Beef Flavors and Dishes of North America
The vast stretches of North America invite you through winding mountainous regions, along lazy back roads, across roaming plains, deep into rich forests, and beyond any limits of your imagination. Yet across the endless miles of possibility and character as infinite as the flavors that welcome you in, it’s always a meal that connects us and brings our hearts back home, and there’s no greater taste of comfort than beef.
Often said to be the birthplace of barbecue in the U.S., the east coast offers many unique flavors. North Carolina focuses on traditional vinegar-based sauces with a smokey, savory, and tangy flavor, while a typical western South Carolina barbecue sauce is heavy on the tomato and sugar, with just a hint of spice. In the midlands, the condiment of choice is “Carolina Gold” – a zesty concoction of mustard, vinegar, brown sugar, and assorted spices.
Everything is bigger in Texas and that certainly holds true for barbecue, as you can expect vast flavor variations across the state. In east Texas, you’ll find barbecue with a sugary tomato sauce marinade smoked in hickory wood. In Central Texas, the preferred method is coating the meat in a thin crust of dry spices then cooking low and slow over fresh-cut oak or pecan wood. Central Texas focuses on the meat itself and is often served sauceless, with the side dishes playing second fiddle to the hero of the meal. South of Austin, sauce is king. Meats are soaked in a thick, sweet, molasses-based marinade, helping to keep the meat moist throughout a lengthy smoking process. Lastly, west Texas barbecue utilizes historic grilling techniques, inspired from the days of the West where cattlemen cooked directly on open flames with simple yet savory seasonings.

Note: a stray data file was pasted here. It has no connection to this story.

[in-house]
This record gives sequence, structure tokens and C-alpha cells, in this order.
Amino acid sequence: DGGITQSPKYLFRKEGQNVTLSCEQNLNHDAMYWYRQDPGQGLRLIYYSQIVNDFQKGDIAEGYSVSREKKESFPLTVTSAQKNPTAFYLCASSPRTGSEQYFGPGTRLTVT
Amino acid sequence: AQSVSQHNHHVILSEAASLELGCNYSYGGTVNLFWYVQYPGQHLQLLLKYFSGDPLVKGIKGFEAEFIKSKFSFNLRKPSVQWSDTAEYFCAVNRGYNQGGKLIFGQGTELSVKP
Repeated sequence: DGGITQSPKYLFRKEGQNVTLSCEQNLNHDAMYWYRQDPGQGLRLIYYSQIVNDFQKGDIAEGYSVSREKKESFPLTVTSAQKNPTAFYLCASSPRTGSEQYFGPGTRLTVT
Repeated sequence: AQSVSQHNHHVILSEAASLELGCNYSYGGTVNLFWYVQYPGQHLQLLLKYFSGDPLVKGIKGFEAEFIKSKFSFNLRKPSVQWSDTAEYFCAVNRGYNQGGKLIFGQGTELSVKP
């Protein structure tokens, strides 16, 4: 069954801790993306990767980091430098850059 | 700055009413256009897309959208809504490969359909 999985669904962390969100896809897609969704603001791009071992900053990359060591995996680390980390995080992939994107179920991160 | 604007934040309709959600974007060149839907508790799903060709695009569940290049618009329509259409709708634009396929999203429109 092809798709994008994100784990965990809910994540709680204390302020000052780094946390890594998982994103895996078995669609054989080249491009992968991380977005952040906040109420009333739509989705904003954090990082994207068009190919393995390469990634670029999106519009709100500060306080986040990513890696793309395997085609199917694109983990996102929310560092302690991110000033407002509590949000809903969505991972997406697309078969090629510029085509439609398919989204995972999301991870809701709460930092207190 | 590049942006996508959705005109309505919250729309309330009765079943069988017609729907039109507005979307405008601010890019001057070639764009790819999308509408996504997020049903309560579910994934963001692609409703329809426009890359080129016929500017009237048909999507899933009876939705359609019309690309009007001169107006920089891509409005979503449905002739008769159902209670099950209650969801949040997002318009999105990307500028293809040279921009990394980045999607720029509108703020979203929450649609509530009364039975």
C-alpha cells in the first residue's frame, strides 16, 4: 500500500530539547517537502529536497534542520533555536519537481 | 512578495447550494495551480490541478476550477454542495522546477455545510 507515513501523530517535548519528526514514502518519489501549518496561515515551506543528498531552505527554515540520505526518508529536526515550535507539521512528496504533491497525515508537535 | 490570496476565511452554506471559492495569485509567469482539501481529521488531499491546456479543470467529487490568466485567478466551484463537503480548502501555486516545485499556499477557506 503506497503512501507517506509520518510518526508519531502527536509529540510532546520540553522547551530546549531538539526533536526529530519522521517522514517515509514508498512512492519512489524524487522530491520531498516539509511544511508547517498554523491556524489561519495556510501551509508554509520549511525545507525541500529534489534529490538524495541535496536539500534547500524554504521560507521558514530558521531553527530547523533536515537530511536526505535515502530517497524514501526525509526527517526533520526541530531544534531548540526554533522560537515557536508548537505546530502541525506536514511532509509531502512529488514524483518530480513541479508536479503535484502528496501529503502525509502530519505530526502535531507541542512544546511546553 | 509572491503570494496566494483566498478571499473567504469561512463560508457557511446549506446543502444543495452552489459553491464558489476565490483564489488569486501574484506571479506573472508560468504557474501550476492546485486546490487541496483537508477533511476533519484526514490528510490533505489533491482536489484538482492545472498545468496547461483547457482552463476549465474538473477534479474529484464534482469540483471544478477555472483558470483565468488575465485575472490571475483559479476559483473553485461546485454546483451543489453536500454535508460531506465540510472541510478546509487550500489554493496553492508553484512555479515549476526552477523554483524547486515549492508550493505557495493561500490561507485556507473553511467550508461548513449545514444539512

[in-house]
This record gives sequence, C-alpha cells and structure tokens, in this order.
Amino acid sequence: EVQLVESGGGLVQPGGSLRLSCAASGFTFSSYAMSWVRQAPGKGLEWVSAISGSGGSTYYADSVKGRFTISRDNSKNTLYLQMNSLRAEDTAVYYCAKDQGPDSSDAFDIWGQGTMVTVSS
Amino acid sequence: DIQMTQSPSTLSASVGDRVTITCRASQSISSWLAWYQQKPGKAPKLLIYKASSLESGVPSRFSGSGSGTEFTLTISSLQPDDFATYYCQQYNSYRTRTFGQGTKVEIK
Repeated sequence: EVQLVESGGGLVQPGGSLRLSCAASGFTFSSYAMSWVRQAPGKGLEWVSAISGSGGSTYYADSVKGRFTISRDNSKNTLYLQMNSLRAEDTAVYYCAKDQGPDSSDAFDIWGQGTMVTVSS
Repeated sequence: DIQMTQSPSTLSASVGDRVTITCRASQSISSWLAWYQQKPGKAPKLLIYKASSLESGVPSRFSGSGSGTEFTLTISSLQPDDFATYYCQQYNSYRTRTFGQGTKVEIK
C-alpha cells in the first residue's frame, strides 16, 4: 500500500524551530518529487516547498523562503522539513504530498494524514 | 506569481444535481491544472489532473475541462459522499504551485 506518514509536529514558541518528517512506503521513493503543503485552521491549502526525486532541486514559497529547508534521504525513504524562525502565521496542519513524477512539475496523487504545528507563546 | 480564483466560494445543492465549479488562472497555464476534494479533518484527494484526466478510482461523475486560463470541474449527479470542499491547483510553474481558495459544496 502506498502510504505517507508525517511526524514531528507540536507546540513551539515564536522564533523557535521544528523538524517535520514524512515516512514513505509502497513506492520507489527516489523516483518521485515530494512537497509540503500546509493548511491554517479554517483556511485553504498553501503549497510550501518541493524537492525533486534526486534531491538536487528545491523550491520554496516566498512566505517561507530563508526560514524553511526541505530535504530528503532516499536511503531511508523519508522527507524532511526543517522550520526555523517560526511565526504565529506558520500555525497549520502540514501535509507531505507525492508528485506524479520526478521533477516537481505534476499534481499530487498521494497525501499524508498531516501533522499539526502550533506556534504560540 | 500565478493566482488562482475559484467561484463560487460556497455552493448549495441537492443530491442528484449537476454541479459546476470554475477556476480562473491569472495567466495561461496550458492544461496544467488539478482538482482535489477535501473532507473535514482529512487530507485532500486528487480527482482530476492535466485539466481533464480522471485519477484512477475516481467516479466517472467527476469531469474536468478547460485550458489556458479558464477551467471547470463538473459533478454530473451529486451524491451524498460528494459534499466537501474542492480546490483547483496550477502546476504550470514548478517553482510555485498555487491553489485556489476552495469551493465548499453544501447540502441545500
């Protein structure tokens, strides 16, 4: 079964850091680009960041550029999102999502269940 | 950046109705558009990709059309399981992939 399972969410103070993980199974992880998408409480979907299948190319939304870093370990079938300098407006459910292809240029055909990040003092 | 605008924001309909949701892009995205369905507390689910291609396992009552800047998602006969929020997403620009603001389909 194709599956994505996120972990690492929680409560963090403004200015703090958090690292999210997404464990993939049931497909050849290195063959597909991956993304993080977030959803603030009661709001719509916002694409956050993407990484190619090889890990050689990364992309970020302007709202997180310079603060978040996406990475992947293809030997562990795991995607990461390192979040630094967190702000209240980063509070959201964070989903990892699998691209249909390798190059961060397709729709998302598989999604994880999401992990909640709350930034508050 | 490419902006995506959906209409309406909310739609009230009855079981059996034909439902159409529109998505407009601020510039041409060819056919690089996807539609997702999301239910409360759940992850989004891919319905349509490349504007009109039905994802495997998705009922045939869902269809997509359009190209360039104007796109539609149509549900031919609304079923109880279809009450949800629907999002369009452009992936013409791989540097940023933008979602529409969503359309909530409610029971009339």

Kansas City, Missouri
Kansas City is known for a wide variety of barbecued meats, but their signature dish happens to be burnt ends – arguably one of the most sought-after pieces of the whole brisket. Kansas City barbecue is also notorious for its signature sauce, a thick tomato-based mixture of sweet and spicy, often applied immediately after cooking.
Alabama barbecue doesn’t differ much from its Carolina and Memphis cousins when it comes to the choice of meat but stands apart with its white barbecue sauce innovation. Their white barbecue sauce is made using a mayonnaise base, that is flavored with mustard, brown sugar, and spices and is great for both basting and dipping.
Newfoundland & Labrador
Named after one of the main characters from the popular comic strip “Bringing Up Father”, Jiggs Dinner is a meat dish that is traditionally prepared on Sundays in Newfoundland and Labrador. If you’re eating Jiggs Dinner, you can expect pieces of salted beef reminiscent of corned beef, along with boiled potatoes, carrots, and turnips, and a serving of figgy duff – a bread pudding with raisins, molasses, and brown sugar.